"It talks!" exclaimed the woodcutter. "Those talking bushes are the worst kind. I'd better take it away before somebody gets hurt."

"No! Wait!" cried Average Koala, as the woodcutter picked her up. But the woodcutter ignored her cries and carried the koala away under his arm.

Average Koala never finished eating the front door made from fruit gums and Daisy remained trapped in the witch's cage.

Little Koala stepped up, and approached the house made from macarons.

"I'll eat this whole house," said Little Koala. "Just you watch!"

Little Koala pulled off a corner of the front door of the house made from macarons. He gulped it down smiling, and went back for more.

   And more.

      And more.

After five or six platefuls, Little Koala started to fidget uncomfortably on the spot.

He stopped eating macarons for a moment, then grabbed another forkful.

But before he could eat it, there came an almighty roar. A bottom burp louder than a rocket taking off, propelled Little Koala into the sky.

"Aggghhhhhh!" cried Little Koala. "I'm scared of heigh..."

Little Koala was never seen again.

Little Koala never finished eating the front door made from macarons and Daisy remained trapped in the witch's cage.

Tiny Koala stepped up, and approached the house made from crisps.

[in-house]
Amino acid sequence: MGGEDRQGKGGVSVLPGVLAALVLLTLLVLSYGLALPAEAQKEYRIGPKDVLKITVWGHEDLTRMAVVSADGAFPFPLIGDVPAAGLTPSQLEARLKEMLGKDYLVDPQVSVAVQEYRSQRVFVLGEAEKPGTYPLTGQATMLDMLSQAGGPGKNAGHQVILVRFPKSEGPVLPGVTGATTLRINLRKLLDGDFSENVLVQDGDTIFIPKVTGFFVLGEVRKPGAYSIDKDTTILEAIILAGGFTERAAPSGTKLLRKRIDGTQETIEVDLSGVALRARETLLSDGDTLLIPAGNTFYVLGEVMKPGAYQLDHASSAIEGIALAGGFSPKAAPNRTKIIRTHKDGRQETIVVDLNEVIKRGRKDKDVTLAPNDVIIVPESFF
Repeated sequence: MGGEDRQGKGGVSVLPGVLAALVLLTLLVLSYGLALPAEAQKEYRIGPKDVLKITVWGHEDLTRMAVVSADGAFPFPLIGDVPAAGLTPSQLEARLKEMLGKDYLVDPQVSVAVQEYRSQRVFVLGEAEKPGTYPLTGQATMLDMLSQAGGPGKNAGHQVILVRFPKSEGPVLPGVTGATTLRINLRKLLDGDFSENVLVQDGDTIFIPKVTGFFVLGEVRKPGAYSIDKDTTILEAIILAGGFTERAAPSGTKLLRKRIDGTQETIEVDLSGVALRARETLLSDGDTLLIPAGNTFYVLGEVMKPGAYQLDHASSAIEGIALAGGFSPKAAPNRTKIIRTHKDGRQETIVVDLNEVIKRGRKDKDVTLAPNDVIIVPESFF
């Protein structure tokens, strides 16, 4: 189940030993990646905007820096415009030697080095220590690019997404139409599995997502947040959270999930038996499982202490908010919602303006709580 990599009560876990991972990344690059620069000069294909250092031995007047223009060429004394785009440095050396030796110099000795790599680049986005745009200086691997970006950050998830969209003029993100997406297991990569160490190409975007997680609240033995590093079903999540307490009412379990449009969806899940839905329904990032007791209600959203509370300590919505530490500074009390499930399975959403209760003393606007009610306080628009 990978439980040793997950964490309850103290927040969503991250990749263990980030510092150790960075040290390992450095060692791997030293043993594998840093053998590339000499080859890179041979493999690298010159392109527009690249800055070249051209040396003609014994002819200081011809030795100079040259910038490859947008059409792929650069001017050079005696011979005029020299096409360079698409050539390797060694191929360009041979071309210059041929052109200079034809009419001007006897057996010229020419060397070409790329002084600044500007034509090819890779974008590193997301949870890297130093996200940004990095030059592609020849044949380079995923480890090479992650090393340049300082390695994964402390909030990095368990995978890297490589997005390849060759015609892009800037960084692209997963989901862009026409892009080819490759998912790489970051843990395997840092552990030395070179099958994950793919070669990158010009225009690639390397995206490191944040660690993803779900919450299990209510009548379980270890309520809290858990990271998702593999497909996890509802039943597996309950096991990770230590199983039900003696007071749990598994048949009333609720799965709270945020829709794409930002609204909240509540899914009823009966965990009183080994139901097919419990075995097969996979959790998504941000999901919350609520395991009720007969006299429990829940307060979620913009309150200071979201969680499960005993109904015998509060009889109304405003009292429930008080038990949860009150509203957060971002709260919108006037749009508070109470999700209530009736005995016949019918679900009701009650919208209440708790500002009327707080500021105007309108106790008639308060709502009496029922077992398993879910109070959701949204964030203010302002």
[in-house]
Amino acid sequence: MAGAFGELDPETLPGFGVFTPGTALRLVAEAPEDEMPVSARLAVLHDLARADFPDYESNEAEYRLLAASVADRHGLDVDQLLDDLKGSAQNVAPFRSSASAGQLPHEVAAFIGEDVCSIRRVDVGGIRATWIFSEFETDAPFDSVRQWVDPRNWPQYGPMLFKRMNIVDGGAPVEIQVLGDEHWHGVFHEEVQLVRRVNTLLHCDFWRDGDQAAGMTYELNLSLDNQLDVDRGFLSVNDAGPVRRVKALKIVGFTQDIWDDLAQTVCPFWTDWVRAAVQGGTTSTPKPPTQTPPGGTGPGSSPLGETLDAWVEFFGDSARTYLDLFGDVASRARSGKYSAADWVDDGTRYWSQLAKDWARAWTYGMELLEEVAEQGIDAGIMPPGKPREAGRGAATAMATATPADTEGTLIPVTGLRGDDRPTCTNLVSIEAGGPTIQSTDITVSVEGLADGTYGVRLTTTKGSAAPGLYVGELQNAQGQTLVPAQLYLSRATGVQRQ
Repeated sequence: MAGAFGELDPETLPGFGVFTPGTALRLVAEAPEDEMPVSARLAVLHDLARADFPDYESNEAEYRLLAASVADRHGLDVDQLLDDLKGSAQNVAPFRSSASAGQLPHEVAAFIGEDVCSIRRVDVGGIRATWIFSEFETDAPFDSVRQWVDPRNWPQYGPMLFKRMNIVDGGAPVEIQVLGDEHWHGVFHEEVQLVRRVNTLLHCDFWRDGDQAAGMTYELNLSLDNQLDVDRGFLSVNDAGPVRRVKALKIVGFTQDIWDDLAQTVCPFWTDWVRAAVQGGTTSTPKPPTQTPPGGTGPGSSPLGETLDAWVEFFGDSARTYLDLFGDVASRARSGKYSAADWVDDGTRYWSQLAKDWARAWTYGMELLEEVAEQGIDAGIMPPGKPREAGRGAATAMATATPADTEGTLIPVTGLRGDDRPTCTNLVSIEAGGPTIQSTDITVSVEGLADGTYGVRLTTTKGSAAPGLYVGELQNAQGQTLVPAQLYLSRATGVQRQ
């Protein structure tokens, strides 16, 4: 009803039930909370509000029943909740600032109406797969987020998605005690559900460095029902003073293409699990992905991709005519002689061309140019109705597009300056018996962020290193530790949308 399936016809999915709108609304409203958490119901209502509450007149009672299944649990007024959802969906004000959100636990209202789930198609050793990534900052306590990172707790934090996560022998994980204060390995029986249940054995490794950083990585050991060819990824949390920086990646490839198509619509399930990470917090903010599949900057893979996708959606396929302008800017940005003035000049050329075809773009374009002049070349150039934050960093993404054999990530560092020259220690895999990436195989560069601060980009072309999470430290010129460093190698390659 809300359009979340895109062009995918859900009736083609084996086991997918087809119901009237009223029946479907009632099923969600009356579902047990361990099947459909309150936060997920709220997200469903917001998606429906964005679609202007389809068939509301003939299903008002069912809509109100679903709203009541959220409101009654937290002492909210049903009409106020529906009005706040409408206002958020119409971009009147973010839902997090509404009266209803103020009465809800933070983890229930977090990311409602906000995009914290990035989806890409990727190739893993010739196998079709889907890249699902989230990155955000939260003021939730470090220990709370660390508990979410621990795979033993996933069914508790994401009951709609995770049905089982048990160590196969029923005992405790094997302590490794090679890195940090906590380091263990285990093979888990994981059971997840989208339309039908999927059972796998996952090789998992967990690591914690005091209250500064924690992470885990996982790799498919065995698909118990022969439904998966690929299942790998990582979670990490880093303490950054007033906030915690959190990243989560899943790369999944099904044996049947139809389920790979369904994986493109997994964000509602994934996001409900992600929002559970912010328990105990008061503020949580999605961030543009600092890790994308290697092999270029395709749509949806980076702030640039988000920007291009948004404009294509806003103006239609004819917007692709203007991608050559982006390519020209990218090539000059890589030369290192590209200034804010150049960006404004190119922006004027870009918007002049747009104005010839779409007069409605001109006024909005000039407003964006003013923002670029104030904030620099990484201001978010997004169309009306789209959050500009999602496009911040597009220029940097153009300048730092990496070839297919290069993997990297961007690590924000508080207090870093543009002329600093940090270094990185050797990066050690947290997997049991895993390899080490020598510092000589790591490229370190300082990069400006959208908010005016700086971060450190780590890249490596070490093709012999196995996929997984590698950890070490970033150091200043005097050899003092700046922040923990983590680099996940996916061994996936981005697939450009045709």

"I'll eat this whole house," said Tiny Koala. "Just you watch!"

Tiny Koala pulled off a corner of the front door of the house made from crisps. She gulped it down smiling, and went back for more.

   And more.

      And more.

However, on the next mouthful, the food fell straight out of Tiny Koala's mouth. She tried to stuff in another forkful of crisps, but once again, the food fell out. There just wasn't enough room left in her belly.

"This is just not fair!" declared Tiny Koala, and stomped off into the forest.

Tiny Koala never finished eating the front door made from crisps and Daisy remained trapped in the witch's cage.

"That's it," said the witch. "I win. I get to keep Daisy."

"Not so fast," said Casper. "There is still one front door to go. The front door of the house made from swedes. And I haven't had a turn yet.

"I don't have to give you a turn!" laughed the witch. "My game. My rules."

The woodcutter's voice carried through the forest. "I think you should give him a chance. It's only fair."